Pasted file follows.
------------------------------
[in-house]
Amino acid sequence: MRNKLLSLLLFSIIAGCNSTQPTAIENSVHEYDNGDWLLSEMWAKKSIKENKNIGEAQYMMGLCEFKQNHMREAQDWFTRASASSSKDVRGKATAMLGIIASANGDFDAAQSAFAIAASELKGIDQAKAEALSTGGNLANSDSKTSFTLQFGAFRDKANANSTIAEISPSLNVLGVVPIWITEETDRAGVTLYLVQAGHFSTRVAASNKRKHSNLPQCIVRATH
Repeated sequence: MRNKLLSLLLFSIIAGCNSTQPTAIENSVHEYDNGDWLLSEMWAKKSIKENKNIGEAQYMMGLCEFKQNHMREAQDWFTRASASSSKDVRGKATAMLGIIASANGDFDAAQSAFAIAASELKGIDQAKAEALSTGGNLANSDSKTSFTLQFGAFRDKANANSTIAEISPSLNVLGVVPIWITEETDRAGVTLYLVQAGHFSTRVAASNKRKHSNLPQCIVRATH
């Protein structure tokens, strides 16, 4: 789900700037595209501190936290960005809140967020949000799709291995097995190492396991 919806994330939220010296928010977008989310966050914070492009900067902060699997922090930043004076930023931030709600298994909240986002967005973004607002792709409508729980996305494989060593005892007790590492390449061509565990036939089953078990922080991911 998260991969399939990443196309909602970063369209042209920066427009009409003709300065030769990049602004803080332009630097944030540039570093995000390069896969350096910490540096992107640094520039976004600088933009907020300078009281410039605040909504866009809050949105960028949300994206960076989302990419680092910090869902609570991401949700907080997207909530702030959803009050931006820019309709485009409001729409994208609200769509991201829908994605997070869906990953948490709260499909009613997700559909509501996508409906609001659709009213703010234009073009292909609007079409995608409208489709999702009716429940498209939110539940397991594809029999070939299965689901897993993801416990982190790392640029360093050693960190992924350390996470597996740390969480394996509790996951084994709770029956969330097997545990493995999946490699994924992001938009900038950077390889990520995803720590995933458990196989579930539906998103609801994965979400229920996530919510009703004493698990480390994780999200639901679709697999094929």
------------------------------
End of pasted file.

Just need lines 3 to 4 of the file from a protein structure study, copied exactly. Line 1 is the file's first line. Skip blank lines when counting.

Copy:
Repeated sequence: MRNKLLSLLLFSIIAGCNSTQPTAIENSVHEYDNGDWLLSEMWAKKSIKENKNIGEAQYMMGLCEFKQNHMREAQDWFTRASASSSKDVRGKATAMLGIIASANGDFDAAQSAFAIAASELKGIDQAKAEALSTGGNLANSDSKTSFTLQFGAFRDKANANSTIAEISPSLNVLGVVPIWITEETDRAGVTLYLVQAGHFSTRVAASNKRKHSNLPQCIVRATH
């Protein structure tokens, strides 16, 4: 789900700037595209501190936290960005809140967020949000799709291995097995190492396991 919806994330939220010296928010977008989310966050914070492009900067902060699997922090930043004076930023931030709600298994909240986002967005973004607002792709409508729980996305494989060593005892007790590492390449061509565990036939089953078990922080991911 998260991969399939990443196309909602970063369209042209920066427009009409003709300065030769990049602004803080332009630097944030540039570093995000390069896969350096910490540096992107640094520039976004600088933009907020300078009281410039605040909504866009809050949105960028949300994206960076989302990419680092910090869902609570991401949700907080997207909530702030959803009050931006820019309709485009409001729409994208609200769509991201829908994605997070869906990953948490709260499909009613997700559909509501996508409906609001659709009213703010234009073009292909609007079409995608409208489709999702009716429940498209939110539940397991594809029999070939299965689901897993993801416990982190790392640029360093050693960190992924350390996470597996740390969480394996509790996951084994709770029956969330097997545990493995999946490699994924992001938009900038950077390889990520995803720590995933458990196989579930539906998103609801994965979400229920996530919510009703004493698990480390994780999200639901679709697999094929």